Ian Simpson

Colourful Skyvan

The Shorts SC7 Skyvan is used extensively as a platform for parachute jumps. This example, OE-FDI (c/n SH1932), is operated by the Czech company Pink Aviation in a very distinctive paint scheme and is pictured at Zweibrücken, Germany in June 2019.
Richard Vandervoord

INNUMBERS

AIRBUS

DEHAVILLAND

ATR

BOEING

EMBRAER

MITSUBISHI

VIKING AIR

INBRIEF

A380 operates in Madagascar

Airbus A380 9H-MIP (msn 6) operated by Portuguese leasing specialist Hi Fly was chartered by Air Madagascar to operate flights on June 30 and July 1. The aircraft filled in capacity on routes from Antananarivo Ivato International Airport to Paris CDG after one of Air Madagascar’s A340s had to undergo unexpected maintenance. Hi Fly has now provided the A380 for several airlines since taking on the A380 in mid-2018, including Air Austral, Norwegian and Thomas Cook. Mark Broadbent

MA700 turboprop assembly

Chinese manufacturer AVIC has completed the first forward fuselage section of the initial MA700 turboprop airliner (MA stands for ‘Modern Ark’), after earlier announcing it had completed the main fuselage and nose sections. Wing assembly is also underway. To date, AVIC says the MA700 has 285 orders from 11 operators. The aircraft, to be powered by Pratt and Whitney turboprops, is being designed for short-range regional operations on routes within 432 nautical miles (800km). AVIC had planned the MA700’s rollout and first flight this year and service entry in 2022. Mark Broadbent

MC-21 tests

Irkut has announced the European Aviation Safety Agency has completed the second phase of the MC-21-300. During the certification tests EASA evaluated the behaviour of MC-21-300 aircraft in various modes at altitudes up to 12,000m. The flights were performed with a large and low take-off weight, Irkut said, with tests of aircraft behaviour at minimum handling speeds on take-off and landing also carried out, including a simulated engine failure. Mark Broadbent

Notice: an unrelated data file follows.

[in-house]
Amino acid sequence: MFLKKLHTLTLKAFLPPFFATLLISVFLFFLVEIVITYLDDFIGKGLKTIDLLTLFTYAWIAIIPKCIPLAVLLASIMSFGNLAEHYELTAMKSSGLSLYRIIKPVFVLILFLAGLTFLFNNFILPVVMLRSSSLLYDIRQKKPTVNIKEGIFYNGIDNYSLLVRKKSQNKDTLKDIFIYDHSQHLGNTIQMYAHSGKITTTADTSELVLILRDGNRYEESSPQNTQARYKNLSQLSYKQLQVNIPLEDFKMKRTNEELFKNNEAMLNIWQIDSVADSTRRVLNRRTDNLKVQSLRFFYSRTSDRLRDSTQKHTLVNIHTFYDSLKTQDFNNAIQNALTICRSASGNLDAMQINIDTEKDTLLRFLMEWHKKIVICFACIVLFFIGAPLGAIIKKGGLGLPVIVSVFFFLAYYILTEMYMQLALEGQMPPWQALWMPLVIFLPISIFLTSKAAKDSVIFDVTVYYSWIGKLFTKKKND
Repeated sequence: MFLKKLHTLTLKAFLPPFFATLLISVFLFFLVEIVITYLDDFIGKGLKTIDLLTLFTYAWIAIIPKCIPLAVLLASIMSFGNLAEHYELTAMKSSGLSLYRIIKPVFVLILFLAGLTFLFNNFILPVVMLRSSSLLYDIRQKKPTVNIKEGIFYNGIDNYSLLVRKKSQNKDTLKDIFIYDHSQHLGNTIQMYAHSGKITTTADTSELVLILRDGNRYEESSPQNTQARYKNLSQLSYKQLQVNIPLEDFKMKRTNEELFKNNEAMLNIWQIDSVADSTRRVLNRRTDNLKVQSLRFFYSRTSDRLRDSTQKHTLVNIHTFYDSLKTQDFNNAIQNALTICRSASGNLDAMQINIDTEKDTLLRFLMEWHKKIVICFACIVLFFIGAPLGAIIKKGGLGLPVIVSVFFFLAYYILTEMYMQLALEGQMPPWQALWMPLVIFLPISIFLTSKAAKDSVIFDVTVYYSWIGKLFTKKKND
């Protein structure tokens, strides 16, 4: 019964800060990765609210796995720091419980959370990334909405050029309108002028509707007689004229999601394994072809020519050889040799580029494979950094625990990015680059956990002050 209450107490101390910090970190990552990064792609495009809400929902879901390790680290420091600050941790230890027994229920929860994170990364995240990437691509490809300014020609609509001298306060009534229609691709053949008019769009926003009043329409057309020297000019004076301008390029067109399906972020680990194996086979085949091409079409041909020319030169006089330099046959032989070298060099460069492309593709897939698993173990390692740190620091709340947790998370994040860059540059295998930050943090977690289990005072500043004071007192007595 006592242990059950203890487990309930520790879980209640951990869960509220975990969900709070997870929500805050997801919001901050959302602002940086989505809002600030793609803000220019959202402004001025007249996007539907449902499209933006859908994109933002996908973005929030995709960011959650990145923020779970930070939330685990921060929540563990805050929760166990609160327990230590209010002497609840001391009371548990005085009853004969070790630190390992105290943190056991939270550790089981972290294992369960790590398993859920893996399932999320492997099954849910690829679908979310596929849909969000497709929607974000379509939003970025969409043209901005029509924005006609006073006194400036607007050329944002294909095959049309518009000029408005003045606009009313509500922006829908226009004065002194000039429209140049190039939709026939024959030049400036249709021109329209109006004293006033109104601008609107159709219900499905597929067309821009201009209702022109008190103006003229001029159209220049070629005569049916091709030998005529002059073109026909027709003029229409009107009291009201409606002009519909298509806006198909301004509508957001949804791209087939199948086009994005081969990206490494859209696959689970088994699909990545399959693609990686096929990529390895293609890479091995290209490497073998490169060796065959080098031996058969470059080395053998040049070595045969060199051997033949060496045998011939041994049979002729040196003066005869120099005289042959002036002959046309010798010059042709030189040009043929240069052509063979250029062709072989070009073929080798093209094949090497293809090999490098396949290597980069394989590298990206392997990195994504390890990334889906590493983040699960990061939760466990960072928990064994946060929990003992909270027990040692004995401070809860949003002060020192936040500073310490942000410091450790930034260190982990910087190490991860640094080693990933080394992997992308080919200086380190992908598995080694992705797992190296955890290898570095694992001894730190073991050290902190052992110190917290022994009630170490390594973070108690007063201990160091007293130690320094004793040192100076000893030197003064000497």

Sabena Technics secures 787 work

Spanish airline Air Europa has contracted Sabena Technics to perform base maintenance operations on two of its Boeing 787-8. Sabena technics has been providing Air Europa with airframe solutions for its fleet of A330s for the past two years. Later this year, the French maintenance, repair and overhaul specialist will perform nose-to-tail C-checks on the two Dreamliners at its Bordeaux facility. Mark Broadbent

Asia-Pacific cooperation

Singapore Airlines (SIA) and Malaysia Airways are set to pursue closer commercial ties. A memorandum of understanding released in late June said the two airline groups will explore what they call “a wide-ranging strategic partnership” to extend existing codeshare agreements on flights between Singapore and Malaysia, enhance frequentflyer programmes more closely cooperate on cargo and MRO services. A statement said: “A formal agreement is intended to be finalised in the coming months.” The tie-up will also include SIA’s Scoot subsidiary and Firefly, the sister carrier of Malaysia Airlines. Mark Broadbent